What You Need to Know About Dry Eye
If you have never suffered from dry eye, you might not appreciate how important your tears are to your eye health. Without enough moisture, your eyes can become dry, itchy, red and uncomfortable. Dry eye occurs when you do not make enough tears or the tears you produce are not high quality.
The Importance of Tears
Although you might not realize it, your eyes constantly produce tears. Tears are needed to keep the front of your eyes moist and comfortable. They help remove tiny specks of debris or dust from the eyes. When something falls into your eye, tear production increases, in an attempt to wash away the foreign object.
Symptoms of Dry Eye
Dry eye symptoms include:
- A feeling that there is a foreign object in your eyes
- Gritty or sandy feeling in the eyes
- Burning and stinging
- Eye fatigue
- Blurred vision
- Pain and redness
- Difficulty reading or working on a computer for long periods of time
- Stringy discharge
- Discomfort when wearing contact lenses
- Inability to cry
Who Gets Dry Eye?
Dry eye can occur at any age; although it is most common in people over the age of 65. Hormonal changes in women during pregnancy and menopause can increase the risk of dry eye, as can the use of hormonal birth control methods, such as birth control pills.
No matter what your age, you may experience dry eye if you are exposed to wind, dry conditions or smoke, or have allergies. Some types of medications can affect tear production, including antidepressants, tranquilizers, hormone replacement medications, antihistamines, blood pressure medication and decongestants. If you have thyroid disease, diabetes, chronic conjunctivitis, lupus, Sjogren's syndrome or rheumatoid arthritis, you may be more likely to develop the condition.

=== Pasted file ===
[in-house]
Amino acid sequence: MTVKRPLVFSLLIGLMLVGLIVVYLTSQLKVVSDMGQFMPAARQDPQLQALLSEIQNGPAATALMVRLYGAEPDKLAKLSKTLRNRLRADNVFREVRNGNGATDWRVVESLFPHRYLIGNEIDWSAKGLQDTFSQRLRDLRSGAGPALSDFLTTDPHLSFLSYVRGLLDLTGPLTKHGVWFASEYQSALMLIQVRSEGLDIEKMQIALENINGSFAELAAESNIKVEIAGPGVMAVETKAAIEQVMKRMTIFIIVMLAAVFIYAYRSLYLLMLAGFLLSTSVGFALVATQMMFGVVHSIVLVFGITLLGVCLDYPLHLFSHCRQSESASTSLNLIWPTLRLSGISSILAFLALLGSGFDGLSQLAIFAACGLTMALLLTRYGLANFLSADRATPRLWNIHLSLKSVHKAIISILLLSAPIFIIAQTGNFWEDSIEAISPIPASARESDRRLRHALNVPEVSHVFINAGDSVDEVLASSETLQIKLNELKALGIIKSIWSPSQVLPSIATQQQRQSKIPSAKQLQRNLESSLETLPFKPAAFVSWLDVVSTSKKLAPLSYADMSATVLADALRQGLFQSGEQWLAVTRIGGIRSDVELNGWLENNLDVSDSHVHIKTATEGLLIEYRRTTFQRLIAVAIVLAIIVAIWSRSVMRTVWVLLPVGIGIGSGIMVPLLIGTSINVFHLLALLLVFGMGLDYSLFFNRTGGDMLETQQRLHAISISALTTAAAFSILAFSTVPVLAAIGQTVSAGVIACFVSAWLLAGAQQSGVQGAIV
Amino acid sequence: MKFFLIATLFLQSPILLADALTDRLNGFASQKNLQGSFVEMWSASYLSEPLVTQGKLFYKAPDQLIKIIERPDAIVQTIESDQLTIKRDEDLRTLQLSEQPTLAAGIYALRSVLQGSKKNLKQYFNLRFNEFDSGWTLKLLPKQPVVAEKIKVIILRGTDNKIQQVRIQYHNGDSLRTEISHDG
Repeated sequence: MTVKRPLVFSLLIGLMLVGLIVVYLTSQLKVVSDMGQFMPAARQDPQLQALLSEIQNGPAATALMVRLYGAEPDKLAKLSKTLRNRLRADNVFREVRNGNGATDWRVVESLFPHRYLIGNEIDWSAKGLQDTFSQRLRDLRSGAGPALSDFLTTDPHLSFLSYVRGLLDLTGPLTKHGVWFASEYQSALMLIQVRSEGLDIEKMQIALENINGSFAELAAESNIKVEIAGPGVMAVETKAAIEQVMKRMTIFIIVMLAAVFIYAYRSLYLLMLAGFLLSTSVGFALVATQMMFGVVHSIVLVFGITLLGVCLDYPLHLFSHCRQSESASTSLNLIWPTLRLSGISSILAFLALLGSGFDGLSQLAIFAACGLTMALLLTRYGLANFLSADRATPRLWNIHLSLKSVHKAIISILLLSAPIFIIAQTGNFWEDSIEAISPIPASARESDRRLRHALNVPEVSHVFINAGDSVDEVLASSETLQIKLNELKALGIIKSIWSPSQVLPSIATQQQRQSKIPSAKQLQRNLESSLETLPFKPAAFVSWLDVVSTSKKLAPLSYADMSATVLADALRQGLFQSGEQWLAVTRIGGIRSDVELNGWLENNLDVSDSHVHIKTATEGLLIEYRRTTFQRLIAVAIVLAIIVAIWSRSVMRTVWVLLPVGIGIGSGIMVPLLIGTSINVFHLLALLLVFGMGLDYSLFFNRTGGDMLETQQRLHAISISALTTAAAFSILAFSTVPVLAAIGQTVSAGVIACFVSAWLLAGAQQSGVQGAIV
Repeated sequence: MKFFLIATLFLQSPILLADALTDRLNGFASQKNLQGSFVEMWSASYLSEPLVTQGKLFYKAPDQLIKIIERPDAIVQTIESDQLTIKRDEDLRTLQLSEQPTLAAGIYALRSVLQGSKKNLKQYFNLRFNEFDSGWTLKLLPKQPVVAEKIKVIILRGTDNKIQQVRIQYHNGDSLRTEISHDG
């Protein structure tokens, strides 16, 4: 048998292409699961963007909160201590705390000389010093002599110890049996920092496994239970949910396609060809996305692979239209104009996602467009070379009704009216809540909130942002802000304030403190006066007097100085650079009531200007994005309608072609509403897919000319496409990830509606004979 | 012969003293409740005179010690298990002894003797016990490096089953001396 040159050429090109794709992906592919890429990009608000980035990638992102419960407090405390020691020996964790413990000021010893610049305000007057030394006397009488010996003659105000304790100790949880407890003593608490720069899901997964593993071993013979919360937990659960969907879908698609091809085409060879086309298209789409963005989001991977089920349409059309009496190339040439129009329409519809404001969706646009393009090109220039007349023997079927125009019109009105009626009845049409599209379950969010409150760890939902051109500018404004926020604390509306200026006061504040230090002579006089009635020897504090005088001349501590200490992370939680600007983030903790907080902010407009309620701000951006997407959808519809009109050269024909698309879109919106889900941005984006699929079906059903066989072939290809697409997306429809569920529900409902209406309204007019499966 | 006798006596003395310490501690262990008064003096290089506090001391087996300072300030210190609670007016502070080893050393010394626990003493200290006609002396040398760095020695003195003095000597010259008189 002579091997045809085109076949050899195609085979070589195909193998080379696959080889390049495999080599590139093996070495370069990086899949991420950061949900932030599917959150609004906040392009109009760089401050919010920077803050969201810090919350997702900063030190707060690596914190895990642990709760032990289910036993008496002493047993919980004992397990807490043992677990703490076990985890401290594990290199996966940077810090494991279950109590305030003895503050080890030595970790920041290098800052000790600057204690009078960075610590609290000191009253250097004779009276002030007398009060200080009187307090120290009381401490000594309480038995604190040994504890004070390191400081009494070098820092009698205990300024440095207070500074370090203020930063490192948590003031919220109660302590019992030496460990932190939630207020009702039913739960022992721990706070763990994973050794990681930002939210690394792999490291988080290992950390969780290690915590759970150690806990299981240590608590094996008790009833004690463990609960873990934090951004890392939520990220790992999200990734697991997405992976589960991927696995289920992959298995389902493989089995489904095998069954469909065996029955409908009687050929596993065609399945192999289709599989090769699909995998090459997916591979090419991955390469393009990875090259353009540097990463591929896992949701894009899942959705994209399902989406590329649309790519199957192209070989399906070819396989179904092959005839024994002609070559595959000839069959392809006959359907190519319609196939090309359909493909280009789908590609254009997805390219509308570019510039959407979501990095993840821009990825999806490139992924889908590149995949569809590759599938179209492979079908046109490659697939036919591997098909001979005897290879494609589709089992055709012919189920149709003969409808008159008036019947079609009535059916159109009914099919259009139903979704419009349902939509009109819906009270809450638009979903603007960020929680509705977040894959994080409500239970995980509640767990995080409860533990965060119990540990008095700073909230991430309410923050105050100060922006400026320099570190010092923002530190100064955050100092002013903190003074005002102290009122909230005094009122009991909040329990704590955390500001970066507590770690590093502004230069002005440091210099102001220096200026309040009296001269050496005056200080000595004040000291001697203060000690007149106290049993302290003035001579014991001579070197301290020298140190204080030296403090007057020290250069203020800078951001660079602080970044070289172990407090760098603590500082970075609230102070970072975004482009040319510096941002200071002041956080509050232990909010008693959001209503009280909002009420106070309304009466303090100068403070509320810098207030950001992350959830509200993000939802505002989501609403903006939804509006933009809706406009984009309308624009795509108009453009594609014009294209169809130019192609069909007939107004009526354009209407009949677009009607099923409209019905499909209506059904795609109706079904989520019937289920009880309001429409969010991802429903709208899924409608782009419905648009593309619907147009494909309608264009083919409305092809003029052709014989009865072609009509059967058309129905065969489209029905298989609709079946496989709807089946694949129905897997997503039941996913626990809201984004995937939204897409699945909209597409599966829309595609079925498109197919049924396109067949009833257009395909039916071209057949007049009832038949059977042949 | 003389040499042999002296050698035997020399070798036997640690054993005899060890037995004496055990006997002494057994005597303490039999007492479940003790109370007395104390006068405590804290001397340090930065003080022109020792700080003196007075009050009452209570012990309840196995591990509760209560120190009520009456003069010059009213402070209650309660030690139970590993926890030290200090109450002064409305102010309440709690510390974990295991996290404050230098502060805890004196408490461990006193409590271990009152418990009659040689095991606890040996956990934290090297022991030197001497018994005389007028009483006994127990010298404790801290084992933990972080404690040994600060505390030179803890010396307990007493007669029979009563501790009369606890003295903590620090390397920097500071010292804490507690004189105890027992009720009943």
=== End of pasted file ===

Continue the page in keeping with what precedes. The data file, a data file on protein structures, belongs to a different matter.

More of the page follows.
Dry eye can also be a problem if you have worn contact lenses for many years or have had LASIK surgery to improve your vision. In some cases, LASIK can decrease tear production. Failure to blink regularly, which can occur when you stare at a computer monitor for a long time, can also trigger the problem.
Optometrists can offer several strategies and treatment options that will help your eyes feel more comfortable, including:
- The use of artificial tears for added moisture
- Changing a medication if dry eye is a side effect
- Treating underlying diseases and conditions that cause dry eye
- Plugging the drainage holes in your eyes to prevent tears from draining too quickly
- Changing the type of contact lenses you wear
- Recommending that you use an air purifier to remove allergens from the air
- Prescribing cyclosporine, an anti-inflammatory medicine that increases tear production
If you have a severe case of dry eye, your eye doctor may suggest punctal cautery, a minor surgical procedure that permanently plugs the drainage holes in your eyes.
Keep your eyes healthy with regular eye examinations. Is it about time for your next exam? If so, call us today to set up an appointment!